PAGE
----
Why continued war in Yemen could mean more pain at the pump in Kenya

58

Brace yourself for a spike in the price of petroleum products, and by extension, higher inflation in coming months.

The weekend coordinated drone attack by Iran-backed Houthi rebels on key Saudi Arabia oilfields, which immediately knocked off half of the leading world oil supplier’s daily output, has disrupted global supply and sent jitters across markets.

In early morning trade on Monday, the price of a barrel of crude oil jumped more than 10% to $67.31 (Ksh.6, 900) from $60 on Friday, partly on account of a knee-jerk reaction from traders to the shock attacks and the many unknowns still surrounding the scale of the damage – and some analysts believe it could spike up to $80 in coming days.

A barrel of crude oil yields about 159 litres of the refined commodity.
Saudi Arabia, the world’s largest oil producer, accounts for 10% of total global supply – meaning the drone attacks knocked 5% of that offline.

It is also the third biggest spender on defence after the USA and China, making many analysts to question how it failed to detect and forestall the attacks on its key oil infrastructure, which has left the world more vulnerable, as the five year-old war in Yemen pitting the Houthi rebels against a Saudi-UAE coalition, rages on.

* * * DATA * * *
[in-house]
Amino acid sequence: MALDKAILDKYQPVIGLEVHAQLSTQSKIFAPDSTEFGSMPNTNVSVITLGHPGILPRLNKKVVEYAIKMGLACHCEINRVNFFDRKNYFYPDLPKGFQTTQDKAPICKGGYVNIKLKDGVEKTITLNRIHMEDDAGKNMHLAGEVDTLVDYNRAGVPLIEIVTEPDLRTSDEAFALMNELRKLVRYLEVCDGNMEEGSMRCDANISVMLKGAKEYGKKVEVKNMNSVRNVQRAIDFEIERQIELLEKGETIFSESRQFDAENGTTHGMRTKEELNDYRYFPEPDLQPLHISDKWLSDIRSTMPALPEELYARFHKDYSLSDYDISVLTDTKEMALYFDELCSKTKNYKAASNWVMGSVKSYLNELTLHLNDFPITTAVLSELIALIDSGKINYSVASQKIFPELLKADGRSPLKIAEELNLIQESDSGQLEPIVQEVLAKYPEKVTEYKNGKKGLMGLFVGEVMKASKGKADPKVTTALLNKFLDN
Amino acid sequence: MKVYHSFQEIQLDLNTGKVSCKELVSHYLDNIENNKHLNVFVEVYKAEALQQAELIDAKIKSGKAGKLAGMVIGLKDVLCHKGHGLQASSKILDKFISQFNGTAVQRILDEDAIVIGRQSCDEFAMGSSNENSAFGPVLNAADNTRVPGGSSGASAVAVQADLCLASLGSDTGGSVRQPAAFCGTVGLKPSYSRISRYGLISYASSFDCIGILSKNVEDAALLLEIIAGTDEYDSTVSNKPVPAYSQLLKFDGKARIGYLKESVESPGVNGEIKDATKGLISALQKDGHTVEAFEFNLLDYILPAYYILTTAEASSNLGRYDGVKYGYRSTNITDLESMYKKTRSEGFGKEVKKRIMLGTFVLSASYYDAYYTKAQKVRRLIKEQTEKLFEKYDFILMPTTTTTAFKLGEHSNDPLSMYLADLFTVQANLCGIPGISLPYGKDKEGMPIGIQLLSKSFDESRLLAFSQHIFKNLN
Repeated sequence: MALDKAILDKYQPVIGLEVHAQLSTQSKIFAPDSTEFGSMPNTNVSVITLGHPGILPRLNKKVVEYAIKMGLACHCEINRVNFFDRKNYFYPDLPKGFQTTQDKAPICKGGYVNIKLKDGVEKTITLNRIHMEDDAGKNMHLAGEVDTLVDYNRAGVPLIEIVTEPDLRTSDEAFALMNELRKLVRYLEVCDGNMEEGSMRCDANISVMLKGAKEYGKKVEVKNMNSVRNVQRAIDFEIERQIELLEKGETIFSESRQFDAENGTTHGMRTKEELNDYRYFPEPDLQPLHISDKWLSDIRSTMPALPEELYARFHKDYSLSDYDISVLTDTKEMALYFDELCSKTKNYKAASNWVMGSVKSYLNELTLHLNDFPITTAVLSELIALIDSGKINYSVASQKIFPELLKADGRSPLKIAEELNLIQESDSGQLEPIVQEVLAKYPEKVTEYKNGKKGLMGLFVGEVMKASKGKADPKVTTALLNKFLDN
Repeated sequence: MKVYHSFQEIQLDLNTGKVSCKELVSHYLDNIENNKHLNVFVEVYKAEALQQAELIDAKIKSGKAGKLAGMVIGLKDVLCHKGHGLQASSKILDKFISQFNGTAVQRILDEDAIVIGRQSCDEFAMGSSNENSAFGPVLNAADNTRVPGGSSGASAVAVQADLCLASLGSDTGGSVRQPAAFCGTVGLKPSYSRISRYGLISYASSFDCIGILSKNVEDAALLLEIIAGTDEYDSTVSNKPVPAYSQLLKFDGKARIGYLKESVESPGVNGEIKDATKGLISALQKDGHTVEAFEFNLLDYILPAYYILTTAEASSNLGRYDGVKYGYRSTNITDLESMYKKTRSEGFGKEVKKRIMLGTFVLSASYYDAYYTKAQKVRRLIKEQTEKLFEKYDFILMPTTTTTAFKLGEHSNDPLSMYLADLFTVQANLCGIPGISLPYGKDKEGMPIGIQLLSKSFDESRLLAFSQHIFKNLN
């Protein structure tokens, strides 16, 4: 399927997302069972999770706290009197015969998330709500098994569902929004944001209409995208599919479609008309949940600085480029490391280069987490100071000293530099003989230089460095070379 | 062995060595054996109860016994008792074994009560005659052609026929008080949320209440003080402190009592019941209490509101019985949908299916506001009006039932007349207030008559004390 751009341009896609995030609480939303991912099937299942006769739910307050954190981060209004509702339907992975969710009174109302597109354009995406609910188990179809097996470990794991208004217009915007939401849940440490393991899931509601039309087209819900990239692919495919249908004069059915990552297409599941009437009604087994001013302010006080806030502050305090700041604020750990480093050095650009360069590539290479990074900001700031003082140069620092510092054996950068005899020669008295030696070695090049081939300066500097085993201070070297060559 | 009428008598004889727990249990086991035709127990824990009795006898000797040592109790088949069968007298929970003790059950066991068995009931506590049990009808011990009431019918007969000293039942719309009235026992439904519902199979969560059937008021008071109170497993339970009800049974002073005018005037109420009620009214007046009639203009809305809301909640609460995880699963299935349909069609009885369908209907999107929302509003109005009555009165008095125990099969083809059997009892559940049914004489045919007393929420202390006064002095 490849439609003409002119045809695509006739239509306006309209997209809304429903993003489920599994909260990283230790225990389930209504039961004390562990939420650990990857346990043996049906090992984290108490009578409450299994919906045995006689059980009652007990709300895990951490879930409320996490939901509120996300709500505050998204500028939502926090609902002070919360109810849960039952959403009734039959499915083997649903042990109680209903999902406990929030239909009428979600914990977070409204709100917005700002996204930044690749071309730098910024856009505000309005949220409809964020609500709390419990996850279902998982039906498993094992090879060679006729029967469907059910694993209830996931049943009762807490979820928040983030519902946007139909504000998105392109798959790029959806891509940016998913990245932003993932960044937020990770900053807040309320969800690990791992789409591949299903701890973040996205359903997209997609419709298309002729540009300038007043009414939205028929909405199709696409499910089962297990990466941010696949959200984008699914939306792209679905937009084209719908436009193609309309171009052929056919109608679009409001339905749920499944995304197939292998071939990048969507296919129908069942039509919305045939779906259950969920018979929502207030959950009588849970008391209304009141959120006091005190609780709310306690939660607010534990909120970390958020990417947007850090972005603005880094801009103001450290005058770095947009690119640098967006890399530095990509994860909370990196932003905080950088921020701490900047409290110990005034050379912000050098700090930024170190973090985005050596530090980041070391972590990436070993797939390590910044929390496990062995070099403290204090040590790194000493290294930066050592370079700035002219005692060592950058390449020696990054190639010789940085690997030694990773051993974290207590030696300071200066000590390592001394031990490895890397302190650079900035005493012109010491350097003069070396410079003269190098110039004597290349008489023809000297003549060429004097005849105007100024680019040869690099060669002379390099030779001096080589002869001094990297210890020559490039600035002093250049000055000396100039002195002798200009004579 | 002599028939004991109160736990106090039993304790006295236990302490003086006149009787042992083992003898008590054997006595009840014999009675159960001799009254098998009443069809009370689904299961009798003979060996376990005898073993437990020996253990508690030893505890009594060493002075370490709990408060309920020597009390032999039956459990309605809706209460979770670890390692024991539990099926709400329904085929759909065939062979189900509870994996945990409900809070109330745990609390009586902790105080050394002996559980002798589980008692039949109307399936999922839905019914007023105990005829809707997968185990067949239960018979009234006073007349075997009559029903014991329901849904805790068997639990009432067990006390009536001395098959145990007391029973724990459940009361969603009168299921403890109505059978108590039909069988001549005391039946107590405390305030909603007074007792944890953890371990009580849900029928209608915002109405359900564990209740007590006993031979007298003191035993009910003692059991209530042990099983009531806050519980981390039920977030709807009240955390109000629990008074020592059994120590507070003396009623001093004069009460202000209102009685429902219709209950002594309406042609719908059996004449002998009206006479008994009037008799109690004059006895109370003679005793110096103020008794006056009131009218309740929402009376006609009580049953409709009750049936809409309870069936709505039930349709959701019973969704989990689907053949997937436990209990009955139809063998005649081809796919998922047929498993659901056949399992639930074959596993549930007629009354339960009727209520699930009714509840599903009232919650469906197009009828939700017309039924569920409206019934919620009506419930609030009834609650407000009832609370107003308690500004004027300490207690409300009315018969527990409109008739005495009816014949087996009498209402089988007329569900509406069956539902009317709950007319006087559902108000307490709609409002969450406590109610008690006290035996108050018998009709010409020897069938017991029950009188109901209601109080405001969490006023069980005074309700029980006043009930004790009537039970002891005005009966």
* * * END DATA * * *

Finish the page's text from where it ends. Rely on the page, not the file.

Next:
Now, although Kenya has recently joined the league of oil producing nations, it still wholly depends on oil imports as it lacks the capacity to refine its crude and in any case, commercial oil exports are not expected to commence until, at the earliest, 2024.

This means a spike in crude costs on the international stage is likely to result in higher pump prices locally in coming months, unless Saudi Arabia quickly restores the lost oil supply and other interventionist measures, such as President Donald Trump’s authorization of a release of US crude reserves into the supply chain on a need-to basis, help shore up global supply.

Higher oil prices, more often than not, will mean an increase in inflation as manufacturers, for whom oil is a major input, pass down added costs to consumers by way of increased product prices.
In August, the rate of inflation rose marginally to 5.4%, from July’s 5.32% the preceding month.

In the latest maximum retail oil prices released by the Energy and Petroleum Regulatory Authority (EPRA), a litre of kerosene dropped by Ksh 3.31 but super and diesel rose by 28 cents and Ksh 2.44 respectively, as a new inflation – adjusted excise duty slapped on fuel products in July and a slight depreciation in the value of the Kenya shilling more than wiped out benefits accruing from a 5.82% reduction in crude oil prices.

Diesel is a key input in manufacturing plants and often powers commercial vehicles used in transportation, and as such, any price surge is likely to exert more pressure on inflation.

LEAVE A REPLY

Please enter your comment!
Please enter your name here